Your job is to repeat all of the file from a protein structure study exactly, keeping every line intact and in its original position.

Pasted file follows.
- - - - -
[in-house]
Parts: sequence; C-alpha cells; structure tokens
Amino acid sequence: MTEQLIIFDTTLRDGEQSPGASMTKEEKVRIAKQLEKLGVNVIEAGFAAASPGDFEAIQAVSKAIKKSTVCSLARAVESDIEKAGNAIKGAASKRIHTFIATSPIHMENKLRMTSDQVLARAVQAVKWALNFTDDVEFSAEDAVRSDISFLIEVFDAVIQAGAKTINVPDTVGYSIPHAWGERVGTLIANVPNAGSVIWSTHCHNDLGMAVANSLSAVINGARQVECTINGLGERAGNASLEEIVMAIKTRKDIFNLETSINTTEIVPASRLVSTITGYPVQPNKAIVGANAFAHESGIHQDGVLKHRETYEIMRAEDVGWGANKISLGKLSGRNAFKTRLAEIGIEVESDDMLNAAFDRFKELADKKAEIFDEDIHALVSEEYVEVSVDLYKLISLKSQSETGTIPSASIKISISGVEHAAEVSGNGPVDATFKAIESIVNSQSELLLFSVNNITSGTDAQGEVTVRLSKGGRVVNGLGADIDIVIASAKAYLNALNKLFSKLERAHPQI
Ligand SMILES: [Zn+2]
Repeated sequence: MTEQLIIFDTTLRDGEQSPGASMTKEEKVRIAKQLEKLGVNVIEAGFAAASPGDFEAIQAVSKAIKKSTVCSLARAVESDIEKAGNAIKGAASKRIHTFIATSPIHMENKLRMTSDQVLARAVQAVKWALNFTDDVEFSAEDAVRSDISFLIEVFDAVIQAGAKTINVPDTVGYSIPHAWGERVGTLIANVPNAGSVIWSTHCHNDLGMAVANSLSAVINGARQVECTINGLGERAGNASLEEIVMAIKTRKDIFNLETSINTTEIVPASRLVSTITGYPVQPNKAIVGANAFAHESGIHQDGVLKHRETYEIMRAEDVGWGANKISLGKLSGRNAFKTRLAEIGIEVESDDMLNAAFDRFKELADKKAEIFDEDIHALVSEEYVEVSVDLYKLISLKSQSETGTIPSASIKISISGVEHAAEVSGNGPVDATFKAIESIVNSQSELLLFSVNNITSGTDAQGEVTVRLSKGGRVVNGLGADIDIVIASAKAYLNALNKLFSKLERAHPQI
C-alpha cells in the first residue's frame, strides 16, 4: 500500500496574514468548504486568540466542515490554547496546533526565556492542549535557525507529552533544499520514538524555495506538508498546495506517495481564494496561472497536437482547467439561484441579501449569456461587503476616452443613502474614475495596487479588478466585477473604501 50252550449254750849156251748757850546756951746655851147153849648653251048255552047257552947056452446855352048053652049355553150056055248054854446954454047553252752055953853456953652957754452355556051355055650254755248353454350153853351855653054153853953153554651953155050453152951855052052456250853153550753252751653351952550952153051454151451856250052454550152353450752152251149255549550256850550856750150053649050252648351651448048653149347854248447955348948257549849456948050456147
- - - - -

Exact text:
[in-house]
Parts: sequence; C-alpha cells; structure tokens
Amino acid sequence: MTEQLIIFDTTLRDGEQSPGASMTKEEKVRIAKQLEKLGVNVIEAGFAAASPGDFEAIQAVSKAIKKSTVCSLARAVESDIEKAGNAIKGAASKRIHTFIATSPIHMENKLRMTSDQVLARAVQAVKWALNFTDDVEFSAEDAVRSDISFLIEVFDAVIQAGAKTINVPDTVGYSIPHAWGERVGTLIANVPNAGSVIWSTHCHNDLGMAVANSLSAVINGARQVECTINGLGERAGNASLEEIVMAIKTRKDIFNLETSINTTEIVPASRLVSTITGYPVQPNKAIVGANAFAHESGIHQDGVLKHRETYEIMRAEDVGWGANKISLGKLSGRNAFKTRLAEIGIEVESDDMLNAAFDRFKELADKKAEIFDEDIHALVSEEYVEVSVDLYKLISLKSQSETGTIPSASIKISISGVEHAAEVSGNGPVDATFKAIESIVNSQSELLLFSVNNITSGTDAQGEVTVRLSKGGRVVNGLGADIDIVIASAKAYLNALNKLFSKLERAHPQI
Ligand SMILES: [Zn+2]
Repeated sequence: MTEQLIIFDTTLRDGEQSPGASMTKEEKVRIAKQLEKLGVNVIEAGFAAASPGDFEAIQAVSKAIKKSTVCSLARAVESDIEKAGNAIKGAASKRIHTFIATSPIHMENKLRMTSDQVLARAVQAVKWALNFTDDVEFSAEDAVRSDISFLIEVFDAVIQAGAKTINVPDTVGYSIPHAWGERVGTLIANVPNAGSVIWSTHCHNDLGMAVANSLSAVINGARQVECTINGLGERAGNASLEEIVMAIKTRKDIFNLETSINTTEIVPASRLVSTITGYPVQPNKAIVGANAFAHESGIHQDGVLKHRETYEIMRAEDVGWGANKISLGKLSGRNAFKTRLAEIGIEVESDDMLNAAFDRFKELADKKAEIFDEDIHALVSEEYVEVSVDLYKLISLKSQSETGTIPSASIKISISGVEHAAEVSGNGPVDATFKAIESIVNSQSELLLFSVNNITSGTDAQGEVTVRLSKGGRVVNGLGADIDIVIASAKAYLNALNKLFSKLERAHPQI
C-alpha cells in the first residue's frame, strides 16, 4: 500500500496574514468548504486568540466542515490554547496546533526565556492542549535557525507529552533544499520514538524555495506538508498546495506517495481564494496561472497536437482547467439561484441579501449569456461587503476616452443613502474614475495596487479588478466585477473604501 50252550449254750849156251748757850546756951746655851147153849648653251048255552047257552947056452446855352048053652049355553150056055248054854446954454047553252752055953853456953652957754452355556051355055650254755248353454350153853351855653054153853953153554651953155050453152951855052052456250853153550753252751653351952550952153051454151451856250052454550152353450752152251149255549550256850550856750150053649050252648351651448048653149347854248447955348948257549849456948050456147